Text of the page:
According to the patent, conventional information retrieval systems, more commonly known as search engines, are able to index only a small part of the documents available on the Internet. According to estimates, the existing number of web pages on the Internet as of last year was around 200 billion; however, Patterson claimed that even the best search engine (that is Google) was able to index only up to 6 to 8 billion web pages.
The disparity between the number of indexed pages and existing pages clearly signaled a need for a new breed of information retrieval system. Conventional information retrieval systems just weren't capable of doing the job and just wouldn't be able to index enough web pages to give users access to a large enough percentage of the present existing information available on the web.
The Multiple Index Based Information Retrieval System, however, is up to the challenge and is Google's answer to the problem. Two characteristics of the new system makes it stand out compared to the conventional systems. One is that it has the "capability to index an extremely large number of documents, on the order of a hundred billion or more". And the other is its capability to "index multiple versions or instances of documents for archiving...enabling a user to search for documents within a specific range of dates, and allowing date or version related relevance information to be used in evaluating documents in response to a search query and in organizing search results."
With the new system developed by Patterson, Google now has the ability to expand its index size to unbelievable proportions as well as improve document analysis and processing, document annotation, and even the process of ranking according to contained and anchor phrases.
History of Google's Index Size
Google started out with an index size of around 24 million web pages in 1996. By August of 2000, Google had managed to quadruple their index size to approximately one billion web pages. In September of 2003, Google's front-page boasted an index of 3.3 billion web pages. Microdoc, however, revealed that the actual number of web pages Google had indexed during that time was already more than five billion web pages. In their article 'Google Understates the Size of Its Database', they emphasized that Google not only specialized in simplicity but also in understating their power and complexity. Google was still managing to stay ahead of its competitors and continued to surprise everyone with what they had up their sleeves.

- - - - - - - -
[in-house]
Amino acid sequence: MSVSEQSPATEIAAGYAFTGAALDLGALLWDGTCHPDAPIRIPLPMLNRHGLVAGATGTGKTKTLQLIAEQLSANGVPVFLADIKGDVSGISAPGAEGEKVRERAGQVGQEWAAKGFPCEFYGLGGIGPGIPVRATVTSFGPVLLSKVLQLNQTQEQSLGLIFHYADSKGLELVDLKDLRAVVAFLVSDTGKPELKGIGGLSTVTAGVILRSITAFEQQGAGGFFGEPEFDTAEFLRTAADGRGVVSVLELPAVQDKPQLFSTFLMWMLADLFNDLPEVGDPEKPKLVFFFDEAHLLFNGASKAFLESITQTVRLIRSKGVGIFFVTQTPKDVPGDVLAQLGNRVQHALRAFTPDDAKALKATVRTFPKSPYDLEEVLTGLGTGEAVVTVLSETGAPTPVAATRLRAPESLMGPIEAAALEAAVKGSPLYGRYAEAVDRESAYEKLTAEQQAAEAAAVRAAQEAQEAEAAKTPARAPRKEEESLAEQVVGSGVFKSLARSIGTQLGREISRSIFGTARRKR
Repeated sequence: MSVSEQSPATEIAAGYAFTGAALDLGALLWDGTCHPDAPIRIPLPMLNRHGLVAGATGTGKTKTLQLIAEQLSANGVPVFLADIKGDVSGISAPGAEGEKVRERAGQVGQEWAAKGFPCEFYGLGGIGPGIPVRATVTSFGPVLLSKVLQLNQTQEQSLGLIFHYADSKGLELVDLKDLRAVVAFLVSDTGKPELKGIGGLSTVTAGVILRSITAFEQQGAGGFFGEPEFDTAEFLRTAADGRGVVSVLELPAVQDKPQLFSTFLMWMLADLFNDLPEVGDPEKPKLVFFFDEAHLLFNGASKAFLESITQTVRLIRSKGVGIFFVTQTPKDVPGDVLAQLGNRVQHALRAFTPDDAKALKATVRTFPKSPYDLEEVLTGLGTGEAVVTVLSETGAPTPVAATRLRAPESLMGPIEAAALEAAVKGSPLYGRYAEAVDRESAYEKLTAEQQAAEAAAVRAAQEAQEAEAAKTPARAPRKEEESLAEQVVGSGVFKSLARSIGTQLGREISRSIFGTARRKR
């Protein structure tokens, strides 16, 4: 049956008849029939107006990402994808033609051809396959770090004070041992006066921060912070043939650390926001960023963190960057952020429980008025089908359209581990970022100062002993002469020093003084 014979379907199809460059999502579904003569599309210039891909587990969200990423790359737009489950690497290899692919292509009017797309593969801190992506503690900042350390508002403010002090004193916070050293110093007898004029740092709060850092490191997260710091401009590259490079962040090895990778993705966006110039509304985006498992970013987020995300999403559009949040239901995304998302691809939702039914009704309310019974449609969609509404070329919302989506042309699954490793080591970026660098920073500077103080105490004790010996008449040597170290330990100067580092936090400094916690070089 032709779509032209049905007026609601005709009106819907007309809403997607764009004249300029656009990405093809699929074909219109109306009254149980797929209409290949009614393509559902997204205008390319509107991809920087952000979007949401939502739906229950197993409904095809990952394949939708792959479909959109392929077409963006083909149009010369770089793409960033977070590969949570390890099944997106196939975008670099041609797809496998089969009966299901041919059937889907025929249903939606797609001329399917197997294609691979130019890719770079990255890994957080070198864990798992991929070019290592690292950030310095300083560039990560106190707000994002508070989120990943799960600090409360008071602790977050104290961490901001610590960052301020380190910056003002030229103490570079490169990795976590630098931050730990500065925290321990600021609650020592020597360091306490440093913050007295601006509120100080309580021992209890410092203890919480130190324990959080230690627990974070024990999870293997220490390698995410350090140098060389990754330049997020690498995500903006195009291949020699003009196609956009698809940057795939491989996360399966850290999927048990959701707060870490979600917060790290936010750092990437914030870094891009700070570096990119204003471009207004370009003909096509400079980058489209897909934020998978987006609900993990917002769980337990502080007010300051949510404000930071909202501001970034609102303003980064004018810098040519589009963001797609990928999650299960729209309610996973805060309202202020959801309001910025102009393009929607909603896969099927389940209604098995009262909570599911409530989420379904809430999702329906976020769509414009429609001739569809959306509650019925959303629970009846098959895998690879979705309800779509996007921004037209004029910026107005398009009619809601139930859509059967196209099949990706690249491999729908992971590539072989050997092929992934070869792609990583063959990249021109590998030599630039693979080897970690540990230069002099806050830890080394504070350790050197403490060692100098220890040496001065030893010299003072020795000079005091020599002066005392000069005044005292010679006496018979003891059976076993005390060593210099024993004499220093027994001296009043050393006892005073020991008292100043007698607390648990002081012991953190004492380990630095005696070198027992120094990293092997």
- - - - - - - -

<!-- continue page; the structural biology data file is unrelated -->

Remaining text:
As Google's index continued to grow the number in their front page grew impressively large as well before it plateaued at eight billion web pages. This was around the time that Patterson filed the new patent. Then in 2005, with controversies in index size growing, Google decided to stop counting in front of the public and simply claimed that their index size was three times largër than the nearest competitor's index size. Google also maintained that it was not just the size of indexed pages that was important but how relevant the results they returned were.
Then in September of 2005, as part of Google's 7th anniversary, Anna Patterson, the same software engineer who filed the patent on the Multiple Based Index Information Retrieval System posted an entry on Google's official blog claiming that the index size was now 1,000 times larger than the original index. This pegged their index size at around 24 billion web pages, about a fourth of Google's goal of indexing a 100 billion web pages. It seems then that Google must have started using the new system in mid 2005. With the new system in place, we can only wait and see how fast Google will reach the goal of a 100 billion web pages in its index. It's most likely though that when Google has reached that goal it will set an even higher goal to provide continuous quality service.
About The Author
Danny Wirken is co-owner of http://www.theinternetone.net an internet marketing website that primarily focuses on the many aspects, methodologies and processes that are used in internet marketing.
posted by Scott Jones @ 10:06 am